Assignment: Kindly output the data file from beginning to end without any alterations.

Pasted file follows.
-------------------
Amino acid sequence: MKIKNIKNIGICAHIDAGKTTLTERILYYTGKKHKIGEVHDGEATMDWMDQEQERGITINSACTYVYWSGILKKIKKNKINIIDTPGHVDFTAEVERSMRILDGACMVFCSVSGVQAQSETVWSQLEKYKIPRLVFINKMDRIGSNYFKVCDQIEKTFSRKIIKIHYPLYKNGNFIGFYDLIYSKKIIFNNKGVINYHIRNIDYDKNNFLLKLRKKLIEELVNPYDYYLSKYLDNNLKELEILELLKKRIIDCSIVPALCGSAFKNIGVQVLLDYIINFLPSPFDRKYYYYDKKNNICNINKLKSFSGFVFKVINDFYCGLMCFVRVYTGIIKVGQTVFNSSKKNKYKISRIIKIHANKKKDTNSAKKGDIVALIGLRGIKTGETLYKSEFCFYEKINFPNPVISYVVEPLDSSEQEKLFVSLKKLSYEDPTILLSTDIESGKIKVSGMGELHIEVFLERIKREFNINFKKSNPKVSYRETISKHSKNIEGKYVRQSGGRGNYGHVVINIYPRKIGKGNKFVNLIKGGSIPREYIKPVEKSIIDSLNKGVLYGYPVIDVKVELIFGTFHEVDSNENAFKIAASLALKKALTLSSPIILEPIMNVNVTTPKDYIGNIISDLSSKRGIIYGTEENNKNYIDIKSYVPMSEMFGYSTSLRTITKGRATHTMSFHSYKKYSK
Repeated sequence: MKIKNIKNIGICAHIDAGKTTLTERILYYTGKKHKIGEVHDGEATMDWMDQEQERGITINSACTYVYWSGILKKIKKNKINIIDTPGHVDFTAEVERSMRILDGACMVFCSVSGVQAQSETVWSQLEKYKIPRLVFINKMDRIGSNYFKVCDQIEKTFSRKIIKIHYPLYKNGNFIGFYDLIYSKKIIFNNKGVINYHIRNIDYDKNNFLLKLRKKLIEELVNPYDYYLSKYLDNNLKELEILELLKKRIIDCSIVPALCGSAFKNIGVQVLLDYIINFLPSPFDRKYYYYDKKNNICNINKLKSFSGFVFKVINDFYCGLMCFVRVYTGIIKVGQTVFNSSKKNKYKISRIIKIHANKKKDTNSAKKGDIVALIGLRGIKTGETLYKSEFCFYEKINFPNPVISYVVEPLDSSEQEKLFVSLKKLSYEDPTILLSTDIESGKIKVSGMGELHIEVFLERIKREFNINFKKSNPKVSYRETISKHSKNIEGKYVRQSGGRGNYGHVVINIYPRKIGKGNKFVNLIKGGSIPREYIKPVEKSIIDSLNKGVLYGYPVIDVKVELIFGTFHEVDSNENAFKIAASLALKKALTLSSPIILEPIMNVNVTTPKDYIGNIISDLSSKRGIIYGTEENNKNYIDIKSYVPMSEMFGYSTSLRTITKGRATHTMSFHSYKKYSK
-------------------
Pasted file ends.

Amino acid sequence: MKIKNIKNIGICAHIDAGKTTLTERILYYTGKKHKIGEVHDGEATMDWMDQEQERGITINSACTYVYWSGILKKIKKNKINIIDTPGHVDFTAEVERSMRILDGACMVFCSVSGVQAQSETVWSQLEKYKIPRLVFINKMDRIGSNYFKVCDQIEKTFSRKIIKIHYPLYKNGNFIGFYDLIYSKKIIFNNKGVINYHIRNIDYDKNNFLLKLRKKLIEELVNPYDYYLSKYLDNNLKELEILELLKKRIIDCSIVPALCGSAFKNIGVQVLLDYIINFLPSPFDRKYYYYDKKNNICNINKLKSFSGFVFKVINDFYCGLMCFVRVYTGIIKVGQTVFNSSKKNKYKISRIIKIHANKKKDTNSAKKGDIVALIGLRGIKTGETLYKSEFCFYEKINFPNPVISYVVEPLDSSEQEKLFVSLKKLSYEDPTILLSTDIESGKIKVSGMGELHIEVFLERIKREFNINFKKSNPKVSYRETISKHSKNIEGKYVRQSGGRGNYGHVVINIYPRKIGKGNKFVNLIKGGSIPREYIKPVEKSIIDSLNKGVLYGYPVIDVKVELIFGTFHEVDSNENAFKIAASLALKKALTLSSPIILEPIMNVNVTTPKDYIGNIISDLSSKRGIIYGTEENNKNYIDIKSYVPMSEMFGYSTSLRTITKGRATHTMSFHSYKKYSK
Repeated sequence: MKIKNIKNIGICAHIDAGKTTLTERILYYTGKKHKIGEVHDGEATMDWMDQEQERGITINSACTYVYWSGILKKIKKNKINIIDTPGHVDFTAEVERSMRILDGACMVFCSVSGVQAQSETVWSQLEKYKIPRLVFINKMDRIGSNYFKVCDQIEKTFSRKIIKIHYPLYKNGNFIGFYDLIYSKKIIFNNKGVINYHIRNIDYDKNNFLLKLRKKLIEELVNPYDYYLSKYLDNNLKELEILELLKKRIIDCSIVPALCGSAFKNIGVQVLLDYIINFLPSPFDRKYYYYDKKNNICNINKLKSFSGFVFKVINDFYCGLMCFVRVYTGIIKVGQTVFNSSKKNKYKISRIIKIHANKKKDTNSAKKGDIVALIGLRGIKTGETLYKSEFCFYEKINFPNPVISYVVEPLDSSEQEKLFVSLKKLSYEDPTILLSTDIESGKIKVSGMGELHIEVFLERIKREFNINFKKSNPKVSYRETISKHSKNIEGKYVRQSGGRGNYGHVVINIYPRKIGKGNKFVNLIKGGSIPREYIKPVEKSIIDSLNKGVLYGYPVIDVKVELIFGTFHEVDSNENAFKIAASLALKKALTLSSPIILEPIMNVNVTTPKDYIGNIISDLSSKRGIIYGTEENNKNYIDIKSYVPMSEMFGYSTSLRTITKGRATHTMSFHSYKKYSK